A few days after our interview we were invited to the farm by the rescue owner. We picked a date and time and waited anxiously to bring our pup home. The rescue owner talked to us about our application and although I had my heart set on a male yorkie, she brought out a female poodle. It was love at first snuggle. Our rescue owner had picked out this dog because she thought her personality and energy level fit our lifestyle the best. Just to be sure, we looked at a few other dogs but Olivia captured our heart. We signed her adoption papers, paid her adoption fee, and were headed home within a couple hours.
How much did it cost to rescue?
We heard the same thing from our well-meaning friends and family when we decided to adopt: “but they are so expensive!” It’s true. Dogs are expensive, time consuming, and require more work than most people realize. For me, they are worth all the time, energy, and half-chewed shoes.
I don’t have an unlimited income, however, so I wanted to make sure that we were making the best financial decision. After discovering that the health care was included in the adoption fee, we knew we had made the right decision to adopt. So how much does the cost of a rescue dog compare to a puppy from a breeder?
|Adoption Fee: Our donation of $299 allowed us to bring home Olivia and help further the work of the rescue. $299||Purchase Price: From a breeder in our area, the cost of a toy poodle puppy would be $750|
|Rental Home Pet Deposit: Nonrefundable pet deposit for our rental home $300||Rental Home Pet Deposit: Nonrefundable pet deposit for our rental home $300|
|Vaccines and Healthcare: Olivia came with all her yearly vaccines, spayed, and heartworm tested. She was also given flea and tick preventative and microchipped. All this was included in the donation. INCLUDED||Vaccines and Healthcare: Most puppies require around four different sets of shots and boosters by the time they are 16 weeks old. The required boosters, heartworm preventative, and fecal smear for our puppy would set us back $239. This doesn’t include office visits or bloodwork. With her spay surgery ($225) microchip ($10), and flea and tick preventative ($29), her first year of just the basics would set us back $503|
|Dog Necessities: Olivia was sent home with a collar, harness, two dog sweaters, various toys, and a bag of the dog food to transition her into our food. We did purchase a crate, a leash, food and water bowls, a bag of premium dog food, a dog tag, and treats to get her started. INCLUDED + $145||Dog Necessities: We would need to purchase a collar, harness, two dog sweaters, various toys, a crate, a leash, food and water bowls, a bag of premium dog food, a dog tag, and treats for our puppy. $207|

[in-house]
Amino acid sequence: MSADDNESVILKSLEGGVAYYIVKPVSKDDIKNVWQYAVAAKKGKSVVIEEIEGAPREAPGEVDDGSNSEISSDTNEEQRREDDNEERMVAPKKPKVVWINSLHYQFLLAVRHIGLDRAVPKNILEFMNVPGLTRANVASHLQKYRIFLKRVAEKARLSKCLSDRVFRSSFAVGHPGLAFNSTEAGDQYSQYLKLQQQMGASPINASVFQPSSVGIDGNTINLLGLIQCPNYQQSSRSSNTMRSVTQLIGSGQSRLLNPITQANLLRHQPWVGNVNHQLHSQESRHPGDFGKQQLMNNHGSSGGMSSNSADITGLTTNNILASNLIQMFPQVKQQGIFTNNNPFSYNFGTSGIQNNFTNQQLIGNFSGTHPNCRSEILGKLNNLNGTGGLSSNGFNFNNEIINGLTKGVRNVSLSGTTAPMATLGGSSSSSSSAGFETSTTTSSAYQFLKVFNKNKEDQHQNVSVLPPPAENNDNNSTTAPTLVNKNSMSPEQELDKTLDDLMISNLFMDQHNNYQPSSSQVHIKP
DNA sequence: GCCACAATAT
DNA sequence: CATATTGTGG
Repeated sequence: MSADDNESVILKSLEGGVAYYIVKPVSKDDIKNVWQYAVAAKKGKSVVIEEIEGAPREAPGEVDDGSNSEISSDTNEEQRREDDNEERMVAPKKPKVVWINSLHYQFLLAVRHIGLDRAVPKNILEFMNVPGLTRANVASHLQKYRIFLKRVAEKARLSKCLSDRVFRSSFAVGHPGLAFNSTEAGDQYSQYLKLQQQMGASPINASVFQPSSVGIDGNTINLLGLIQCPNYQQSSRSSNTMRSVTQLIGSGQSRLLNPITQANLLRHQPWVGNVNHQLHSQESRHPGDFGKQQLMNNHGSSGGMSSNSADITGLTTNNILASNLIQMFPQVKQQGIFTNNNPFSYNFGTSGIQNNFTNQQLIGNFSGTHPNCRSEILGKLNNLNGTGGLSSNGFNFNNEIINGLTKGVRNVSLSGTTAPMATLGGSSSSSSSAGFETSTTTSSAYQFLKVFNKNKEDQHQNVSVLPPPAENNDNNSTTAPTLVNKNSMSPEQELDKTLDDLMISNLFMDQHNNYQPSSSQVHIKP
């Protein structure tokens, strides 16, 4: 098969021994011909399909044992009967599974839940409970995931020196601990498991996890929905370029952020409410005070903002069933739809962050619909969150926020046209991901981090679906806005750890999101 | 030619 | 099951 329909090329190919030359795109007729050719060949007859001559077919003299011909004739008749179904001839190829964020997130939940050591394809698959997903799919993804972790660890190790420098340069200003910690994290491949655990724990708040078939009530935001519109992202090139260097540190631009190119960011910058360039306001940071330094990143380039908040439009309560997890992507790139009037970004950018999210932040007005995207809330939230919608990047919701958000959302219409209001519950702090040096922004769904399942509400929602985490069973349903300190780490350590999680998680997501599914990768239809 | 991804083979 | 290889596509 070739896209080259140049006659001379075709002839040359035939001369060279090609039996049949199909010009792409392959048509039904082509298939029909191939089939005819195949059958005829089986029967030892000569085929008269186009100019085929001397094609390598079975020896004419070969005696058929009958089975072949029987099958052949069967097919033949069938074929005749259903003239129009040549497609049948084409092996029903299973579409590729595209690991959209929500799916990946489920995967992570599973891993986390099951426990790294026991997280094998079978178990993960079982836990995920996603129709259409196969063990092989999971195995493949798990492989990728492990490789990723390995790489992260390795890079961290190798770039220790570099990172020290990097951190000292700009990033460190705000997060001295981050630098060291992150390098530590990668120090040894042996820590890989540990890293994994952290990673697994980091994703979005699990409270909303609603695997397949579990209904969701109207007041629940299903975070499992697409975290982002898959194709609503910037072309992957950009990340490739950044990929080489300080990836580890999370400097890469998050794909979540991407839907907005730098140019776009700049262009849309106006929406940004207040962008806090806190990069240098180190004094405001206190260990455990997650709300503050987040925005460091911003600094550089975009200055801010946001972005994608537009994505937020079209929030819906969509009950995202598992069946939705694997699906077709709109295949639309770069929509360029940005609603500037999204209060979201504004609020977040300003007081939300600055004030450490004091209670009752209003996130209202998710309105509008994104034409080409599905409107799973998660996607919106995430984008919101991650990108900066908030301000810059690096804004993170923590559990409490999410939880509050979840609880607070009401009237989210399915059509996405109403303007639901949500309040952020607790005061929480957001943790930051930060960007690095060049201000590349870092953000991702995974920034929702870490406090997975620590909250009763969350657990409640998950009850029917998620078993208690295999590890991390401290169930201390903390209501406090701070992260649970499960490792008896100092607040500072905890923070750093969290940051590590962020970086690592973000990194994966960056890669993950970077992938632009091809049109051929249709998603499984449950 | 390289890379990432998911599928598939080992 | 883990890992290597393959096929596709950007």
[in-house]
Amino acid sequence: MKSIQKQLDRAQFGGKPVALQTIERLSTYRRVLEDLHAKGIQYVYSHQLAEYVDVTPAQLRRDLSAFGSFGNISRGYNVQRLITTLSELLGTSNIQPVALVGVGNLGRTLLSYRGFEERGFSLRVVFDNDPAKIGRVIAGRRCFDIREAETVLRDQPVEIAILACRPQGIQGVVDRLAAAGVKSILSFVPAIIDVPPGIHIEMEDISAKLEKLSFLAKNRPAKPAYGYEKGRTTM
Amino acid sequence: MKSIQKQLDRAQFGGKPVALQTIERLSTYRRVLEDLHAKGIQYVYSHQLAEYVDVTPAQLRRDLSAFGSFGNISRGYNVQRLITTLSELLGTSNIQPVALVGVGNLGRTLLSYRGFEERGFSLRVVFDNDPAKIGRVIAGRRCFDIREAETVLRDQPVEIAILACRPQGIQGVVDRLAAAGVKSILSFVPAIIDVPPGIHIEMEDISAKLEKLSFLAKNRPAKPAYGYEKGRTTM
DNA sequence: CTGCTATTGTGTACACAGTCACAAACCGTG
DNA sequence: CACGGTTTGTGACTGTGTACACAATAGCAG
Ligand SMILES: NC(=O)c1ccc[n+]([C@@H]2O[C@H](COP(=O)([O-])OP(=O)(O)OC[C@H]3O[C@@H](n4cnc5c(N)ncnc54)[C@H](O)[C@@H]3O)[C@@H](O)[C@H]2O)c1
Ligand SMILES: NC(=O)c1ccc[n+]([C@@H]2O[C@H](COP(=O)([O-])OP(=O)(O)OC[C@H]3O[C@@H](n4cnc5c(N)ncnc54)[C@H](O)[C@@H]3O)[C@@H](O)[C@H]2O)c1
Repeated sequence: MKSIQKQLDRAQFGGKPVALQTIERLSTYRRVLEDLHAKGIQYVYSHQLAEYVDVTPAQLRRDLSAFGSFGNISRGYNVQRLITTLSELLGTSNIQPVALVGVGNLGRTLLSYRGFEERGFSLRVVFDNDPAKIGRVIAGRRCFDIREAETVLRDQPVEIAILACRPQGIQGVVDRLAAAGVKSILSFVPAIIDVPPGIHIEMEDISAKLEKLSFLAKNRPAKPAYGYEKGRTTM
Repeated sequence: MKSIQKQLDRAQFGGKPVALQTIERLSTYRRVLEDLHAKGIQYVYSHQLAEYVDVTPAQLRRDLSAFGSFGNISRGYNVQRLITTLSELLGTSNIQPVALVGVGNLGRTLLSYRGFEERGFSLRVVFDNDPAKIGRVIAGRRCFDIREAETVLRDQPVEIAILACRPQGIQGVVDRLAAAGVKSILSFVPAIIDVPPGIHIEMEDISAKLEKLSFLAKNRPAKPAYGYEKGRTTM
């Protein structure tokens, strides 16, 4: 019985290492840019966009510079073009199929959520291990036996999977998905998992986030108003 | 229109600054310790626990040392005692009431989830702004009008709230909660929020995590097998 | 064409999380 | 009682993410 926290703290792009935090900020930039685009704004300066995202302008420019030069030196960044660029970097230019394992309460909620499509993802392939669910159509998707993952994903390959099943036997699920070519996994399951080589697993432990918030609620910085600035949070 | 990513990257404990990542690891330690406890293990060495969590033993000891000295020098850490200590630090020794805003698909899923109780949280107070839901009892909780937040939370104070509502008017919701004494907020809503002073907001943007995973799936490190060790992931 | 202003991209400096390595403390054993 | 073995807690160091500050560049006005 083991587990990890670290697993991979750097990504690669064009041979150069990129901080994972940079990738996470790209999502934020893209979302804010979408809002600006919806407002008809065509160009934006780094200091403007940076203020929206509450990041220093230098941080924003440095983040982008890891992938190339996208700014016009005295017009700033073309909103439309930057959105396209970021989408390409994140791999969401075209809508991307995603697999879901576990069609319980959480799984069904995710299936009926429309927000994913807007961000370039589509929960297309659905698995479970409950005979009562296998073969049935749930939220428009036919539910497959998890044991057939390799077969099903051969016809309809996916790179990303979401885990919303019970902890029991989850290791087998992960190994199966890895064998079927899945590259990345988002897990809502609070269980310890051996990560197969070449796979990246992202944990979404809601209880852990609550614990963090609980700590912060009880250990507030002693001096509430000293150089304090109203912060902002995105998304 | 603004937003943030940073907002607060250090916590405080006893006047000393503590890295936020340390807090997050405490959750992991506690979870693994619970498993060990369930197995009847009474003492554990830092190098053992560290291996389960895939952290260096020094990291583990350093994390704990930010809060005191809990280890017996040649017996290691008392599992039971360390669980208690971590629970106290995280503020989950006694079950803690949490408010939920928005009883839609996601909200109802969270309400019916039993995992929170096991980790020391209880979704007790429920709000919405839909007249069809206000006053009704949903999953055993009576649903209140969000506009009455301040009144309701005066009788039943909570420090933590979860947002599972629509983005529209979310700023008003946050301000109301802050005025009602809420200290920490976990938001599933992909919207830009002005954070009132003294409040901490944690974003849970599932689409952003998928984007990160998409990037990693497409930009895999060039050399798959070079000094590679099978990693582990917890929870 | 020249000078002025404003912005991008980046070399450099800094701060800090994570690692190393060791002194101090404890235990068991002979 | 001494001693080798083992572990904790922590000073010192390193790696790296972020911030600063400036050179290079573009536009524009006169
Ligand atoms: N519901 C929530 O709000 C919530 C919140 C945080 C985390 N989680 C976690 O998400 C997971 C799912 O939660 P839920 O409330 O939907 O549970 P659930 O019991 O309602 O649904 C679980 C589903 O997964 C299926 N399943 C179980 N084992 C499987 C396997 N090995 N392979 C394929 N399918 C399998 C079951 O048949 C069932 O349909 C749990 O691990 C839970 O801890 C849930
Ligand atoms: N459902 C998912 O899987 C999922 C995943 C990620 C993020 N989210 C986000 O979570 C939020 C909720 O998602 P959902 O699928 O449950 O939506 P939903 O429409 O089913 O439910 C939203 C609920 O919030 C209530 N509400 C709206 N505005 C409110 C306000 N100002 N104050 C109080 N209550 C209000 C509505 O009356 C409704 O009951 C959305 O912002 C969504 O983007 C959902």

|Final cost is $744||Final cost is $1,760|
What Do We Wish We Knew About Rescuing?
- Emergency vet visits will happen, and you are probably overreacting. The second week we had Olivia, we went to the emergency vet and shelled out $109 to tell us that the coughing noise she was making wasn’t her choking. She was just coughing.
- They have huge personalities if you give them the chance to trust you. When we brought Olivia home she was tired and timid. Now, she wakes my husband up every morning by licking his face for no less than five consecutive minutes and then pawing at him until she goes outside. She’s more of a demanding diva than a shy wallflower and we are constantly learning new things about her.
- You will forever be grateful to the person or organization who helped you find your new pet. I love the work the rescue organization does and volunteer my time and services when I can. We love to send them a Christmas card with pictures so they can see how she’s doing.
- You get to meet new people when you bring your pup places. We like to take our pup to dinner with us at outdoor restaurants or shopping trips for a chance to get her outside and socialize. We get stopped by people who just want to pet her and say “Hello!” which gives us a chance to meet people we otherwise wouldn’t.
- Your floors will never be the same. If the idea of cleaning dog poop out of the carpet makes you physically ill, you might reconsider getting a dog. Accidents will happen and it could be they roll around in an ant hill and track them inside (been there) or pee all over your brand new throw pillows (also been there). The funny thing is, if you’re like me, it won’t even make you that mad. You will just be kicking yourself that you didn’t let them out to potty sooner or keep a closer eye on them.
Would we do it all again?
Without a doubt. Bringing Olivia into our lives changed us in ways I didn’t expect. For example, our previously standoffish neighbors have fallen in love with our dog and often stop us to chat. Like any good dog owner, we make plans around our pet to make sure she isn’t left alone too long. However, we didn’t count on that some days we would rather stay home with her than go to that concert.
It has been quite a ride for us as we have adjusted to life together. But now, it’s hard to remember a time when our little fluffball wasn’t in our lives. She truly is the perfect fit for our family and by experiencing the level of joy that she has given us, we’ve even become more loving people. It’s strange to think that a 13 pound poodle could change so much in a little over a year, but I promise you I have loved every second of it. Even the half-chewed shoes.